Little Miss Teacher is a place where those of us in the classroom can share our ideas, resources and experiences. We can also have a good old moan and share some of those funny little things our children say!


Monday, December 05, 2005

Synthetic Phonics - The Rose Report

Jim Rose's interim report was published last week. It seems to suggest a move towards the use of synthetic phonics as oppopsed to the NLS analytical approach.

To me this is good news. I have been using a synthetic phonics approach for several years now and with great success.

I have read Friday's BBC report, by their education correspondent, Mike Baker. Like many, he is dubious, which is fair enough, but again he seems to think the teaching of reading is all about phonics. Phonics is essential obviously, but teaching reading is a whole lot more besides.

I feel that this is a good move and Jim Rose is correct, this is the first step, which then needs to be developed.

In the article, like many others, Mike Baker seems to think teaching reading is only about phonics. This is not the case. Many synthetic phonics programmes, such as
Jolly Phonics, state that once the children have a good knowledge of phonics, it enables us to move on to develop other literacy skills and a love of reading.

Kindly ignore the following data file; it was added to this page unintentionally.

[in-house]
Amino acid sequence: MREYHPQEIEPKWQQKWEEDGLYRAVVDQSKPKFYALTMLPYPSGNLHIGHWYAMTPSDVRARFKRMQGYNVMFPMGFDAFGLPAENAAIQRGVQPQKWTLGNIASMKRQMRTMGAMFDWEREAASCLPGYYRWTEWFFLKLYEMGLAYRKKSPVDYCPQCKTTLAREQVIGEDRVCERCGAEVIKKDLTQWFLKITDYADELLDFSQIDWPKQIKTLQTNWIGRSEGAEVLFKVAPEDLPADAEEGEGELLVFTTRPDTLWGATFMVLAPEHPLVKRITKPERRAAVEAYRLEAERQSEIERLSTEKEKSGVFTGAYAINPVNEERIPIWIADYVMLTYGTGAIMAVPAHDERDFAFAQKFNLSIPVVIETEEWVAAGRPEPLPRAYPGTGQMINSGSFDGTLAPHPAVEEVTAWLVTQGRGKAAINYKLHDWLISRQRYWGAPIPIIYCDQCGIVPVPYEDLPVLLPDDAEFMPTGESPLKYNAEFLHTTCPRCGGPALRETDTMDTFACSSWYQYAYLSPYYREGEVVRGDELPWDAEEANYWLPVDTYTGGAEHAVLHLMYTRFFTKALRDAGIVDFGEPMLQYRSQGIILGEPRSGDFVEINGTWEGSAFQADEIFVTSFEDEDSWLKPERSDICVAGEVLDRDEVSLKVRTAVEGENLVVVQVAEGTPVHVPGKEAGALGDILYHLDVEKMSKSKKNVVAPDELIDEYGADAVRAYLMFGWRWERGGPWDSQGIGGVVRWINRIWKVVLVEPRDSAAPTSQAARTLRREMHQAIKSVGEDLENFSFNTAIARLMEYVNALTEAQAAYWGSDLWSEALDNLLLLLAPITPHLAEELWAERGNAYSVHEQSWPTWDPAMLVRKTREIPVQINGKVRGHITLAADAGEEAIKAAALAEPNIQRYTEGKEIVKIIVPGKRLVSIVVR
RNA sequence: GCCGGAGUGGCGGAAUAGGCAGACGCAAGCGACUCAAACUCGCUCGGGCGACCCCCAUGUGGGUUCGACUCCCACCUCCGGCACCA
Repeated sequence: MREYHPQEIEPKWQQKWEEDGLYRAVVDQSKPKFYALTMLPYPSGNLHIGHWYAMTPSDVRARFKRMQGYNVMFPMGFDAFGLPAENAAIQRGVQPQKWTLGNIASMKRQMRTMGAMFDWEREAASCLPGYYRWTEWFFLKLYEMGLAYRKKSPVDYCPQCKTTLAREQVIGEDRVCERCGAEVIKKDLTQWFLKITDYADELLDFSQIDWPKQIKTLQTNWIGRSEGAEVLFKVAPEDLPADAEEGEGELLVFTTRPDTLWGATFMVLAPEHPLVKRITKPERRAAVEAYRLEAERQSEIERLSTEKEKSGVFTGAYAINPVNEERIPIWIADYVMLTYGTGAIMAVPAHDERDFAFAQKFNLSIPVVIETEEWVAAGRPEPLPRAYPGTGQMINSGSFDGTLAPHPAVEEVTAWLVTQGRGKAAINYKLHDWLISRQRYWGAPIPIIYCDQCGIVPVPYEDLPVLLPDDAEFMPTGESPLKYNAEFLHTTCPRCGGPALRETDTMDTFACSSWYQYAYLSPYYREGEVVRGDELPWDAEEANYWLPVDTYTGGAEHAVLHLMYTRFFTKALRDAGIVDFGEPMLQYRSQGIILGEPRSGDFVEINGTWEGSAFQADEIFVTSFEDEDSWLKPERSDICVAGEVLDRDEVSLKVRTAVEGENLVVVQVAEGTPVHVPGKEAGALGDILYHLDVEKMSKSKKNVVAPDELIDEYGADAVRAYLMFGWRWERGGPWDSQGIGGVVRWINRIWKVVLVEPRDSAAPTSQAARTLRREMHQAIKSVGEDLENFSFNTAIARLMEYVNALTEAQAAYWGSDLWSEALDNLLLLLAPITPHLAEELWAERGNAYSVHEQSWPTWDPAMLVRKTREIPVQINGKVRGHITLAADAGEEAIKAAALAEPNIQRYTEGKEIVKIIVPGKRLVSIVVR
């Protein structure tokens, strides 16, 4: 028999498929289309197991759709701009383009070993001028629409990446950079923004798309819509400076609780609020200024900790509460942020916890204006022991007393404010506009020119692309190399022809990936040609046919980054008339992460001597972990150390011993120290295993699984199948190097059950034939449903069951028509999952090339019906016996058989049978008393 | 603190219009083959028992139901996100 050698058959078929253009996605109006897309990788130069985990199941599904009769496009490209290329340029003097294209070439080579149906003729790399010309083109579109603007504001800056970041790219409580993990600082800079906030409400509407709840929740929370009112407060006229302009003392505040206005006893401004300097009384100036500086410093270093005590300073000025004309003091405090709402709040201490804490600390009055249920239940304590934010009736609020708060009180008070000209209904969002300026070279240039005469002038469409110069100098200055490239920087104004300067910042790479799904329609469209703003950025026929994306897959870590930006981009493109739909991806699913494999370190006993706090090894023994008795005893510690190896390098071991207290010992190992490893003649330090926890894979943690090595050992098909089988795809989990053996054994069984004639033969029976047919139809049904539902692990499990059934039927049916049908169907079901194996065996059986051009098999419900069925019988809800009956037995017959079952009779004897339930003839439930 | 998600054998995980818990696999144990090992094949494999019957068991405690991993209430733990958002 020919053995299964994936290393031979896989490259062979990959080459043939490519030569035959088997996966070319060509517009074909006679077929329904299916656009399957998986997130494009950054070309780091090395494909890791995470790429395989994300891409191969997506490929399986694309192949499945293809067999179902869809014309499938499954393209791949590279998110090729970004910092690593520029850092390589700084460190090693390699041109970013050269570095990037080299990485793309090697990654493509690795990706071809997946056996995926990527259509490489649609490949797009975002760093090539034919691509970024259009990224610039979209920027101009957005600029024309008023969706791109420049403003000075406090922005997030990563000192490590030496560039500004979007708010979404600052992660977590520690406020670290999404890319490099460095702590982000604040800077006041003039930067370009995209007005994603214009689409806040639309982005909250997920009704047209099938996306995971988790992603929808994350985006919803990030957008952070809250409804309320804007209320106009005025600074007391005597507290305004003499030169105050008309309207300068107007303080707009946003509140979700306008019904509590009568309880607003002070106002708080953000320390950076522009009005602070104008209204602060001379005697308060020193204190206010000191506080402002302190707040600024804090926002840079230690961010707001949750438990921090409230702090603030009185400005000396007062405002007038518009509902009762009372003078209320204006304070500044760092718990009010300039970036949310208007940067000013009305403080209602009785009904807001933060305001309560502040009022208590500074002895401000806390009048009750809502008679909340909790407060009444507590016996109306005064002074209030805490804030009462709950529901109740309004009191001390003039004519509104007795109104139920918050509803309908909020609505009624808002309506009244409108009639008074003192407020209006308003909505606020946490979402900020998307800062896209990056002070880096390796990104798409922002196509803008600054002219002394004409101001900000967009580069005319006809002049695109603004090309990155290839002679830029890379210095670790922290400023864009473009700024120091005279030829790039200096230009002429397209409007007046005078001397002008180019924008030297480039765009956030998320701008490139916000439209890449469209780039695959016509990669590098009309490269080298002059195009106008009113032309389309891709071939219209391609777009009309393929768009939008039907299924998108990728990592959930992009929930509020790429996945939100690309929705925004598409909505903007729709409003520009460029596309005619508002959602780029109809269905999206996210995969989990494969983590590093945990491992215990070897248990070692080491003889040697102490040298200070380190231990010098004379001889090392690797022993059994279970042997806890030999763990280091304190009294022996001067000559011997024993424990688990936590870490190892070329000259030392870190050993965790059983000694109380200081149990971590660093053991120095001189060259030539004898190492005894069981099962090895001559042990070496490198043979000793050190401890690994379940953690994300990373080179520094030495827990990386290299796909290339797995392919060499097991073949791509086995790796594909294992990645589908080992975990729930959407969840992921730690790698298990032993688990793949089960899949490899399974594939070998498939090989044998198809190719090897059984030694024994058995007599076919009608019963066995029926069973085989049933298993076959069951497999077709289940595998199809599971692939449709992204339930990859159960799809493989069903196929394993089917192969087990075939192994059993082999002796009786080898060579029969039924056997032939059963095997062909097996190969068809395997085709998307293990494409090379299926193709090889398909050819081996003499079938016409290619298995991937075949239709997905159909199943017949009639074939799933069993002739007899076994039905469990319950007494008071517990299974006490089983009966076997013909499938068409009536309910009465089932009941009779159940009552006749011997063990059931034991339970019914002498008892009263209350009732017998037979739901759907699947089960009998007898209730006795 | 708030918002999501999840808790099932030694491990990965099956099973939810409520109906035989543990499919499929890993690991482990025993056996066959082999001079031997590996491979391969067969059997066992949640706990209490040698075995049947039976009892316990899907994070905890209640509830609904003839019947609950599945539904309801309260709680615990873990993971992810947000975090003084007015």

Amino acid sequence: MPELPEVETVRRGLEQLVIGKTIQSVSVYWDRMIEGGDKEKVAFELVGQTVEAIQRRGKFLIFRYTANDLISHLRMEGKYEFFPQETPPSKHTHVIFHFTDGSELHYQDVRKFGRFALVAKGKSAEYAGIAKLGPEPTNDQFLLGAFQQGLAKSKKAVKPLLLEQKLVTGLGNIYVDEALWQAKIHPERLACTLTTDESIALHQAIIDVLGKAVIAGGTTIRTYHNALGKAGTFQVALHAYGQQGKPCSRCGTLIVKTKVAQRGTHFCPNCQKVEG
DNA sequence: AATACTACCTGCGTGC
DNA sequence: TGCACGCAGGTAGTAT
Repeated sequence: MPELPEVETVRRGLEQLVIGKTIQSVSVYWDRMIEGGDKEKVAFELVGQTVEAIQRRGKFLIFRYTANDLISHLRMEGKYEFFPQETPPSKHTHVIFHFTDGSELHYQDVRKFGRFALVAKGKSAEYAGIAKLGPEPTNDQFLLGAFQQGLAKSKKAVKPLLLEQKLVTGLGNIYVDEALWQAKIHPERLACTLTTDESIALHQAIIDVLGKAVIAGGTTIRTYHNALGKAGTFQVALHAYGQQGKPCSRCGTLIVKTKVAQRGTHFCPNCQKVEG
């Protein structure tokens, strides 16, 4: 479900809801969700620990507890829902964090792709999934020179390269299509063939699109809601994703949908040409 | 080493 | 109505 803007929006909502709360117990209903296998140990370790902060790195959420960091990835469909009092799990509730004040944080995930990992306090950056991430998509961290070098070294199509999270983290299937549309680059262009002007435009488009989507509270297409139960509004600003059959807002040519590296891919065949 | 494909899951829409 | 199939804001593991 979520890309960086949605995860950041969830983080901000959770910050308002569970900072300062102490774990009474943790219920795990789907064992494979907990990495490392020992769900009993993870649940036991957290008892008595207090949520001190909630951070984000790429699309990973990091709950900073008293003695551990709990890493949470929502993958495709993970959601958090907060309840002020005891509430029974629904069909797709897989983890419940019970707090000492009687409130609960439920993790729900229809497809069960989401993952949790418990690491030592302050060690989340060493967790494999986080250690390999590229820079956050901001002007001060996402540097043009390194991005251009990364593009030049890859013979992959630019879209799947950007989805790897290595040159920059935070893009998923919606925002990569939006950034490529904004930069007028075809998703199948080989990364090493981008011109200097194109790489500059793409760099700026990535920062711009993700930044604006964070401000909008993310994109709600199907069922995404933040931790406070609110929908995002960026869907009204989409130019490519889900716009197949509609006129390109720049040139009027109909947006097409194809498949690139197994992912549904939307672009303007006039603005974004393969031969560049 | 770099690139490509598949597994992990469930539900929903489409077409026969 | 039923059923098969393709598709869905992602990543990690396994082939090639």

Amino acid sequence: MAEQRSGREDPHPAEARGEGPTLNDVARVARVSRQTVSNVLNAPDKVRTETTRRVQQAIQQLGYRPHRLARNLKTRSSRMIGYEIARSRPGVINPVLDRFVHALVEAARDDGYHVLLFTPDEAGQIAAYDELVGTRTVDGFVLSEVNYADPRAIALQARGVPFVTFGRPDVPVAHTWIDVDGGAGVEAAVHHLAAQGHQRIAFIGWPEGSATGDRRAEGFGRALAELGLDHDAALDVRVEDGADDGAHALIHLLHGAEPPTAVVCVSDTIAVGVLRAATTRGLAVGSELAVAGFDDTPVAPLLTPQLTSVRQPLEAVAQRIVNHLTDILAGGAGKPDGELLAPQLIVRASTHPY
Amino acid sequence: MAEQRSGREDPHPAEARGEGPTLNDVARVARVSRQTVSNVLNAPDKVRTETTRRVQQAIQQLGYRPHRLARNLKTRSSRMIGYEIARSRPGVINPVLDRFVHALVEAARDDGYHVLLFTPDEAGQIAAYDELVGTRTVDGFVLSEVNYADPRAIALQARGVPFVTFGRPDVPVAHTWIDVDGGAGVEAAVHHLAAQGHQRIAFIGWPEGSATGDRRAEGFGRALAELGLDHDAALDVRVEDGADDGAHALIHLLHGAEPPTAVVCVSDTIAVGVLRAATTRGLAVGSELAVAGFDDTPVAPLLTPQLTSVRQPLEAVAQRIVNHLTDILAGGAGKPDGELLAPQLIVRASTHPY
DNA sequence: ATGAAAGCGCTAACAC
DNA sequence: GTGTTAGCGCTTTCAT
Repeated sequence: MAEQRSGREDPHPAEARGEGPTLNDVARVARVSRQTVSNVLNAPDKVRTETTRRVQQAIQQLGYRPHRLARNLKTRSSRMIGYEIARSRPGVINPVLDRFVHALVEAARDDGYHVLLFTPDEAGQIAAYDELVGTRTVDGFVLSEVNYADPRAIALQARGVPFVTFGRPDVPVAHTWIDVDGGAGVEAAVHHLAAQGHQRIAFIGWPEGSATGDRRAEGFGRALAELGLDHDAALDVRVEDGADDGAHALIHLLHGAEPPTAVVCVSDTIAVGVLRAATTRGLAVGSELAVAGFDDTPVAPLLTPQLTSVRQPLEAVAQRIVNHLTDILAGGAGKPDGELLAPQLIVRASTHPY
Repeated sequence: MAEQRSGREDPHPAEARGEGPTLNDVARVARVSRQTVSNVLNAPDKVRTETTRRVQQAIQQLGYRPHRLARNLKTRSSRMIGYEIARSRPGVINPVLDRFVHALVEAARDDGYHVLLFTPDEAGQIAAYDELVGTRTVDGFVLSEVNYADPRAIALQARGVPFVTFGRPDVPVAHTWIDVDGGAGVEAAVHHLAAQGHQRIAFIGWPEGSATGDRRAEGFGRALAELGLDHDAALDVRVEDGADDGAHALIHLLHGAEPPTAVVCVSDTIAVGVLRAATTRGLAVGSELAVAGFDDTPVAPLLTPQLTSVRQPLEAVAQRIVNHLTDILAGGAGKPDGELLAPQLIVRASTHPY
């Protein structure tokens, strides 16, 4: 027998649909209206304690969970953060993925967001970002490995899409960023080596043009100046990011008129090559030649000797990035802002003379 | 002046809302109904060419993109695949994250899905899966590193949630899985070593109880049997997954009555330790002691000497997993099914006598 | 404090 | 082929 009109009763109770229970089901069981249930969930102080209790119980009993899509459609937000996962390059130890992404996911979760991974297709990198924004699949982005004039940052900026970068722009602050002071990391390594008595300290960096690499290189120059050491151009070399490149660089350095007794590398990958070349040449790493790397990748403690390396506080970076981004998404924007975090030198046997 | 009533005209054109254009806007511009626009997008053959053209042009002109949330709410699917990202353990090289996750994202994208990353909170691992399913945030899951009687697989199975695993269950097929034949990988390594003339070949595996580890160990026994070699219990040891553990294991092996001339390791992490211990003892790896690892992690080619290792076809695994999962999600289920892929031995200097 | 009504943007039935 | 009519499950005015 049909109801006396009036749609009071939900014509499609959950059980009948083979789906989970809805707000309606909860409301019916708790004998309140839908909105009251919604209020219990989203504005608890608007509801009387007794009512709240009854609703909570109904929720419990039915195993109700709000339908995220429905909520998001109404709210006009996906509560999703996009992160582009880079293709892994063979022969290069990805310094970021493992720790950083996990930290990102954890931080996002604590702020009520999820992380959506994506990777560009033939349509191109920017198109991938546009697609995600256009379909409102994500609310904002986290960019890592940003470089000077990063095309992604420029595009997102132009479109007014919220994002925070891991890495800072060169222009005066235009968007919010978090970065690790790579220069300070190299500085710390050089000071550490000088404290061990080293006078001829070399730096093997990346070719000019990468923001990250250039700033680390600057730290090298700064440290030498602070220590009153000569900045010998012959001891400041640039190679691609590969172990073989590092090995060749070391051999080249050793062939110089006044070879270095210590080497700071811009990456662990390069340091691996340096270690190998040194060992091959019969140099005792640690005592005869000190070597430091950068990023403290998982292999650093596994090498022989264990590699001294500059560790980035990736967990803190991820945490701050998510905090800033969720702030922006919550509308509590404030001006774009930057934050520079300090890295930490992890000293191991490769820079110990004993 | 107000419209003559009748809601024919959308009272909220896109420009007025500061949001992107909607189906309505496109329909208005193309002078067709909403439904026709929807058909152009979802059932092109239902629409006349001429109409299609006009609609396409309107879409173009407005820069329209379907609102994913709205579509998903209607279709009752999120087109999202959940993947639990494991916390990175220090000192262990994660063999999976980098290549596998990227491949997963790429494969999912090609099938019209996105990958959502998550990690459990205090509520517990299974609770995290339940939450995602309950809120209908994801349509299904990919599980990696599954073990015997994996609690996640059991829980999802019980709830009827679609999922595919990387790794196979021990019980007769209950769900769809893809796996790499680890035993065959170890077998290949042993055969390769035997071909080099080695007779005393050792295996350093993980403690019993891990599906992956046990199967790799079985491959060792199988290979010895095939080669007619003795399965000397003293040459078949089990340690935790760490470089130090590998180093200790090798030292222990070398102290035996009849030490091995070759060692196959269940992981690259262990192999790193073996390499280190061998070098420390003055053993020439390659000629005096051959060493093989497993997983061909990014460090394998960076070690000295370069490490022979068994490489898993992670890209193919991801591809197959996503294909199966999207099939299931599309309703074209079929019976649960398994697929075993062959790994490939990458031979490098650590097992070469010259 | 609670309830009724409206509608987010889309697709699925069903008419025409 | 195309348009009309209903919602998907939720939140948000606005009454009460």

For me, teaching my class phonics comes first, but I am quickly able to move on to teaching transactional reading strategies, which enables the children to understand what they read, not simply decode it.

I think Jim Rose's recommendation is the first step in a series which is needed. More teachers need to know how to teach guided reading. If you browse the TES message boards, you will see many questions every week from teachers about how to do this. They are unsure, and similar to Mike Baker, seem to think reading is only about phonics.

Something else the BBC report has failed to mention is writing. If the children have been taught synthetic phonics, they are then able to identify the sounds in words which enables them to write independently too.

I believe this is a good move in the right direction. The synthetic schemes available out there, in the main, provide a clear overview of what to teach, when and how. This in itself has to be more beneficial than the methods initially prescribed in the NLS which threw teachers into an almighty panic. Most of the programmes available provide teachers with simple, clear guidance on how to deliver the content, making our lives easier!

Also, so many schools have already adapted a synthetic phonics approach, the government needs to acknowledge the changes which have happened under their noses. I believe that about 54% of schools in the UK already use synthetic phonics anyway!

Obviously, I am a big fan of Jolly Phonics, but only because I have yet to use anything else that achieves better results. If something new came along, I would try it and if it resulted in my class making more progress, I would use it. So far, the only programme to do this in my own experience has been Jolly Phonics.

Also have a look at the Synthetic Phonics website for a look at some other synthetic programmes available.




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